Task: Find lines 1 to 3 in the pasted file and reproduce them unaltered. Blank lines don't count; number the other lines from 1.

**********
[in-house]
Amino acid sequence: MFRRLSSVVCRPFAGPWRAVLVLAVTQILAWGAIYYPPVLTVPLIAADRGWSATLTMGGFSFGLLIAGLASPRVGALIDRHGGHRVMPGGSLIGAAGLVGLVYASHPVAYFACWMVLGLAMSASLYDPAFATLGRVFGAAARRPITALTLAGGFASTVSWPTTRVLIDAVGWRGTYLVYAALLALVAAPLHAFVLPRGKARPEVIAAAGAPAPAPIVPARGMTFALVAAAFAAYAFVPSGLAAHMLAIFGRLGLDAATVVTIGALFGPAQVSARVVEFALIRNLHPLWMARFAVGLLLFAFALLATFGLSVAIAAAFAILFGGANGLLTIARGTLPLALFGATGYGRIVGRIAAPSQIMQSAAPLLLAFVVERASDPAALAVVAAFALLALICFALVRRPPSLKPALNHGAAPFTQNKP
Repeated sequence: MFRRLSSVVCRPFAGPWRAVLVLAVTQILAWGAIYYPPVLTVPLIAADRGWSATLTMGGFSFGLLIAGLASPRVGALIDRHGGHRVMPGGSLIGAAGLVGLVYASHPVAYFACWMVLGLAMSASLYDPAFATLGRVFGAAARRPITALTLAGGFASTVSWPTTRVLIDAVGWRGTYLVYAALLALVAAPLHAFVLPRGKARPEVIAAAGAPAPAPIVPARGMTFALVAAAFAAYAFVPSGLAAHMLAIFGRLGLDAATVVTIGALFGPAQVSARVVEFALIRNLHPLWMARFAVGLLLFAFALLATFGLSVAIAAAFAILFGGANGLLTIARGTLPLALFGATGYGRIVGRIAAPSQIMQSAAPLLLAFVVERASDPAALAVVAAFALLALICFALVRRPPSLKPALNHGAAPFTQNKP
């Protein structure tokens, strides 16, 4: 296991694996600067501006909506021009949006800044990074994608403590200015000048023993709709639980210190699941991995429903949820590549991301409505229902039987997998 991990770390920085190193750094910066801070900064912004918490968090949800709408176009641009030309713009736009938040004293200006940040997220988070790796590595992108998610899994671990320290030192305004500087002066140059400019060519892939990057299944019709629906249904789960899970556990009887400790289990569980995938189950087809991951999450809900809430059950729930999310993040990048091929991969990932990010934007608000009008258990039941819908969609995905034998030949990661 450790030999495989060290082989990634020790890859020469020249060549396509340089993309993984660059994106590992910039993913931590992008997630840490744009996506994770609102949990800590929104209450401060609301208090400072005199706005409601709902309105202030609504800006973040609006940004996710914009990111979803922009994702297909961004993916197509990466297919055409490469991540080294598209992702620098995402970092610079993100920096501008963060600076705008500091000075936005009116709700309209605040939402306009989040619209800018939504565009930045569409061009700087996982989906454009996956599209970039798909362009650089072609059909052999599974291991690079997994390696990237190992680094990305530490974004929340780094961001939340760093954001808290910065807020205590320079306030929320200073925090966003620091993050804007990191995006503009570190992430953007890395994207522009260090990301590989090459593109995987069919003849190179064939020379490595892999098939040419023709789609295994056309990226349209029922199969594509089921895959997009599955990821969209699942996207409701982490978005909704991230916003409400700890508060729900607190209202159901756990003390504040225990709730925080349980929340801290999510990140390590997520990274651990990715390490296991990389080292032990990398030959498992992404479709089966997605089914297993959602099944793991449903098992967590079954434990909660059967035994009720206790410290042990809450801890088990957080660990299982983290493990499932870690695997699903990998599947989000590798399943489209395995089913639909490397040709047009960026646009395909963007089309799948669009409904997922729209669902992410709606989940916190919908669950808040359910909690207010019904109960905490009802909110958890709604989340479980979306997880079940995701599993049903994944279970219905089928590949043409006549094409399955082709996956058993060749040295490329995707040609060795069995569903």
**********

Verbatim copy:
[in-house]
Amino acid sequence: MFRRLSSVVCRPFAGPWRAVLVLAVTQILAWGAIYYPPVLTVPLIAADRGWSATLTMGGFSFGLLIAGLASPRVGALIDRHGGHRVMPGGSLIGAAGLVGLVYASHPVAYFACWMVLGLAMSASLYDPAFATLGRVFGAAARRPITALTLAGGFASTVSWPTTRVLIDAVGWRGTYLVYAALLALVAAPLHAFVLPRGKARPEVIAAAGAPAPAPIVPARGMTFALVAAAFAAYAFVPSGLAAHMLAIFGRLGLDAATVVTIGALFGPAQVSARVVEFALIRNLHPLWMARFAVGLLLFAFALLATFGLSVAIAAAFAILFGGANGLLTIARGTLPLALFGATGYGRIVGRIAAPSQIMQSAAPLLLAFVVERASDPAALAVVAAFALLALICFALVRRPPSLKPALNHGAAPFTQNKP
Repeated sequence: MFRRLSSVVCRPFAGPWRAVLVLAVTQILAWGAIYYPPVLTVPLIAADRGWSATLTMGGFSFGLLIAGLASPRVGALIDRHGGHRVMPGGSLIGAAGLVGLVYASHPVAYFACWMVLGLAMSASLYDPAFATLGRVFGAAARRPITALTLAGGFASTVSWPTTRVLIDAVGWRGTYLVYAALLALVAAPLHAFVLPRGKARPEVIAAAGAPAPAPIVPARGMTFALVAAAFAAYAFVPSGLAAHMLAIFGRLGLDAATVVTIGALFGPAQVSARVVEFALIRNLHPLWMARFAVGLLLFAFALLATFGLSVAIAAAFAILFGGANGLLTIARGTLPLALFGATGYGRIVGRIAAPSQIMQSAAPLLLAFVVERASDPAALAVVAAFALLALICFALVRRPPSLKPALNHGAAPFTQNKP